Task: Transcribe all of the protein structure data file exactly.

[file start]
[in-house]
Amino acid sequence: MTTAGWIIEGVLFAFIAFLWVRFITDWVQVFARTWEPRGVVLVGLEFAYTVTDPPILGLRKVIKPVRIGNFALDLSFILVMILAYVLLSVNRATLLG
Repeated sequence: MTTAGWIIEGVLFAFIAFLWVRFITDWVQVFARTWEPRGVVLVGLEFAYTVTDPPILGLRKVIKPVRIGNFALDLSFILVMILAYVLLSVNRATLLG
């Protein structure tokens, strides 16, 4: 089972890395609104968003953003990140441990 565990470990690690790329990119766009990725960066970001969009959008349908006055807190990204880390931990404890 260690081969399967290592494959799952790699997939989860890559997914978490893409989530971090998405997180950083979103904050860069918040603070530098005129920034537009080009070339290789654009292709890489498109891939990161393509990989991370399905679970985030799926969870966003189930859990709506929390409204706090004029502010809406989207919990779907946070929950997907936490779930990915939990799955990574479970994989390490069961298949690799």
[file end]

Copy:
[in-house]
Amino acid sequence: MTTAGWIIEGVLFAFIAFLWVRFITDWVQVFARTWEPRGVVLVGLEFAYTVTDPPILGLRKVIKPVRIGNFALDLSFILVMILAYVLLSVNRATLLG
Repeated sequence: MTTAGWIIEGVLFAFIAFLWVRFITDWVQVFARTWEPRGVVLVGLEFAYTVTDPPILGLRKVIKPVRIGNFALDLSFILVMILAYVLLSVNRATLLG
């Protein structure tokens, strides 16, 4: 089972890395609104968003953003990140441990 565990470990690690790329990119766009990725960066970001969009959008349908006055807190990204880390931990404890 260690081969399967290592494959799952790699997939989860890559997914978490893409989530971090998405997180950083979103904050860069918040603070530098005129920034537009080009070339290789654009292709890489498109891939990161393509990989991370399905679970985030799926969870966003189930859990709506929390409204706090004029502010809406989207919990779907946070929950997907936490779930990915939990799955990574479970994989390490069961298949690799």